BACKGROUND: The 2008 Recession was a global event that led to funding cuts for programs and services in the United States; though this recession officially ended in 2009, its aftershocks continued through 2012. We evaluated the relationship between the severity of the Great Recession’s aftermath and spatial access to combined prevention services (i.e. HIV testing, syringe service programs, substance use disorder treatment program) for people who inject drugs (PWID) living in 19 metropolitan statistical areas (MSAs) in the United States.
METHODS: The unit of analysis was the ZIP code; we sampled ZIP codes in these 19 MSAs where >/=1 PWID lived in 2009 and 2012, according to the CDC’s National HIV Behavioral Surveillance. We used administrative data to describe the combined prevention environment (i.e., spatial access to HIV testing) for each ZIP code, and measured the severity of the recession’s aftermath in each ZIP code, and in the counties and MSAs where these ZIP codes were located. Multilevel modeling estimated associations between changes in the aftermath of the Great Recession and ZIP code-level changes in spatial access to combined prevention services from 2009 to 2012.
RESULTS: 675 ZIP codes located in 36 counties and 19 MSAs were included in this analysis. From 2009 to 2012, 21% of ZIP code areas lost access to combined prevention services and 14% gained access. ZIP codes with higher poverty rates relative to their respective MSAs were less likely to lose access (aOR: 0.91; 95% CI: 0.88, 0.95) and more likely to gain access (aOR: 1.05; 95% CI: 1.01, 1.09); there is some evidence to suggest the former association was attenuated for ZIP codes with higher percentages of non-Hispanic white residents.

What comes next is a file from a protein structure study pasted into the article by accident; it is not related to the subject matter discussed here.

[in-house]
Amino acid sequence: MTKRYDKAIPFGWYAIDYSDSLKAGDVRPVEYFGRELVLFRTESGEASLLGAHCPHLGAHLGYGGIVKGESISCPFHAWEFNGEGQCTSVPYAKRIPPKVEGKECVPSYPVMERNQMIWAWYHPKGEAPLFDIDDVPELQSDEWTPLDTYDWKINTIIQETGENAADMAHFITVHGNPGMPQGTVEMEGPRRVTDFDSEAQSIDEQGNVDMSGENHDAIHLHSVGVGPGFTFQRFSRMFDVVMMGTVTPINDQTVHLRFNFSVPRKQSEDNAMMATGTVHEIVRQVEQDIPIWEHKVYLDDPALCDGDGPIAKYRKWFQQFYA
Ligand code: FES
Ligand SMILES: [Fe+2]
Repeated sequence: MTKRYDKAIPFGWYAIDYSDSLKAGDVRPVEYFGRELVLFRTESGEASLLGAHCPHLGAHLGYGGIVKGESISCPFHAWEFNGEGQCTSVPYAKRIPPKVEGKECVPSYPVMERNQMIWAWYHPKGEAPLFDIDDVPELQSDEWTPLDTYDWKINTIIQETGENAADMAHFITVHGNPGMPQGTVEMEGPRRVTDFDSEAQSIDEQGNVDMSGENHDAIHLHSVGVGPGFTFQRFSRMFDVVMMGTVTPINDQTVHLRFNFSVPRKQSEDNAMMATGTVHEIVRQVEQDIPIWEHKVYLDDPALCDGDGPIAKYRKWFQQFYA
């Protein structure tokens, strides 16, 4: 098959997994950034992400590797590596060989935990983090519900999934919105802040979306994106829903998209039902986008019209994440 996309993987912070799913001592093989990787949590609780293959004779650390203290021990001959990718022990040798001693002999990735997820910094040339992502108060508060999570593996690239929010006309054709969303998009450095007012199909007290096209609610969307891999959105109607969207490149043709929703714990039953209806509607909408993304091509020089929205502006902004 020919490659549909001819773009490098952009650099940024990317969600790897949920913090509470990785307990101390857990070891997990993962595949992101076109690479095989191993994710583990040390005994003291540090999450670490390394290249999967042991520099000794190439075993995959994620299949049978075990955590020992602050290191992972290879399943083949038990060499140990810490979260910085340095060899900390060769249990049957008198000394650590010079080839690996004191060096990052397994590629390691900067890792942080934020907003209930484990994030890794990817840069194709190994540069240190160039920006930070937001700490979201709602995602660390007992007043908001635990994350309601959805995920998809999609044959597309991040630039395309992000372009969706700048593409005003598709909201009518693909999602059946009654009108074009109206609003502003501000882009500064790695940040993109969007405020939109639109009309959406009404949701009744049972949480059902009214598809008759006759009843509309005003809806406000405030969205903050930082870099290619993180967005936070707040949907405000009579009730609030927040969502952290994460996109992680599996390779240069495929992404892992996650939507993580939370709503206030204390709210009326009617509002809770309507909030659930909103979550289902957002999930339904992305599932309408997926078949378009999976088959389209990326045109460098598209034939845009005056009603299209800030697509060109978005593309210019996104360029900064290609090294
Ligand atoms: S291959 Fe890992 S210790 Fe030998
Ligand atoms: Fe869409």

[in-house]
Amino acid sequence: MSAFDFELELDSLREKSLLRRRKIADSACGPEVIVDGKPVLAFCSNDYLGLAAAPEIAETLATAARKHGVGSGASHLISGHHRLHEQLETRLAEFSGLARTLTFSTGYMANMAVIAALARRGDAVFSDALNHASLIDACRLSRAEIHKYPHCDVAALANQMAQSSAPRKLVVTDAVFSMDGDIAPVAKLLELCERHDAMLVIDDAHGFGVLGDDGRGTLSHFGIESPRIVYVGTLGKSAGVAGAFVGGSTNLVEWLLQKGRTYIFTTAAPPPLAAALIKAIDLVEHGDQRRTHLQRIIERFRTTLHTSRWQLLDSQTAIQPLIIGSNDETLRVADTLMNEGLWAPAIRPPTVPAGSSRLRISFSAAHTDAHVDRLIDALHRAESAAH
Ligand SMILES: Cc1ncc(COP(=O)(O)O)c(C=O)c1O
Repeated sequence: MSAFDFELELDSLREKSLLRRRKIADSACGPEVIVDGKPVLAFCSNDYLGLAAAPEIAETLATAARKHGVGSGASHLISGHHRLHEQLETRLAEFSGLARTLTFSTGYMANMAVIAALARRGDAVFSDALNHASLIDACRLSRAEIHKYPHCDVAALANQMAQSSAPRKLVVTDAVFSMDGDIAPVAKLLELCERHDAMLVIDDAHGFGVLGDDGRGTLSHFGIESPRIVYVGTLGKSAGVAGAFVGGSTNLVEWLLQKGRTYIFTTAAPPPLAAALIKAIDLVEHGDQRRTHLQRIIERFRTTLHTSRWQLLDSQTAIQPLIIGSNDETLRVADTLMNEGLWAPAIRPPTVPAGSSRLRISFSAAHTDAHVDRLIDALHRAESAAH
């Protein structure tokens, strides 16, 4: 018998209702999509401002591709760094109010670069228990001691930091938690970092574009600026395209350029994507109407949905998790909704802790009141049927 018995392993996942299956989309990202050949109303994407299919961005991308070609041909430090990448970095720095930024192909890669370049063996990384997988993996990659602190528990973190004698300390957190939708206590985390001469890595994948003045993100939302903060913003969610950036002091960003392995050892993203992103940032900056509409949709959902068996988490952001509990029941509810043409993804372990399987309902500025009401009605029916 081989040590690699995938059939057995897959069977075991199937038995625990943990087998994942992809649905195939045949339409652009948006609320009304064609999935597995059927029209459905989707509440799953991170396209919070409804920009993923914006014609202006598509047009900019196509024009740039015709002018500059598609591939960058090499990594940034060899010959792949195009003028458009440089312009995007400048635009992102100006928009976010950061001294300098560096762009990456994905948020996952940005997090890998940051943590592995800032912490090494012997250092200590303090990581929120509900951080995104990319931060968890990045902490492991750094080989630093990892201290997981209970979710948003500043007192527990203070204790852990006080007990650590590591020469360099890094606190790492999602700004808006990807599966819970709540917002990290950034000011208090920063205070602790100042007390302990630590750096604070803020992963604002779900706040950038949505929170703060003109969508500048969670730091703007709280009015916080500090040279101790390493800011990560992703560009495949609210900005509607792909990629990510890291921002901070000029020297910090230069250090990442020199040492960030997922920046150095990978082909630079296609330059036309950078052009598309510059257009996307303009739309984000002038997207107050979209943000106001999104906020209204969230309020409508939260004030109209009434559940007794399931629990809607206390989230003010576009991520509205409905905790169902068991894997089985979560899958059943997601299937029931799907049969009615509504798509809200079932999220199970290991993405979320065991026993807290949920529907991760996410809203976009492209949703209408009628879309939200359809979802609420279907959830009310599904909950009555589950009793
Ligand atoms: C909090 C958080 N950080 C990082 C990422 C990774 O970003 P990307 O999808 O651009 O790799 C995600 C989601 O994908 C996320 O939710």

CONCLUSION: Combined prevention services for PWID living in these 675 ZIP codes demonstrated resilience in the aftermath of the Great Recession. Future research should explore whether community-based and federal HIV prevention initiatives contributed to this resilience, particularly in areas with higher concentrations of people of color.
Is the severity of the Great Recession’s aftershocks correlated with changes in access to the combined prevention environment among people who inject drugs?
International Journal of Drug Policy, 95, 103264. doi: 10.1016/j.drugpo.2021.103264.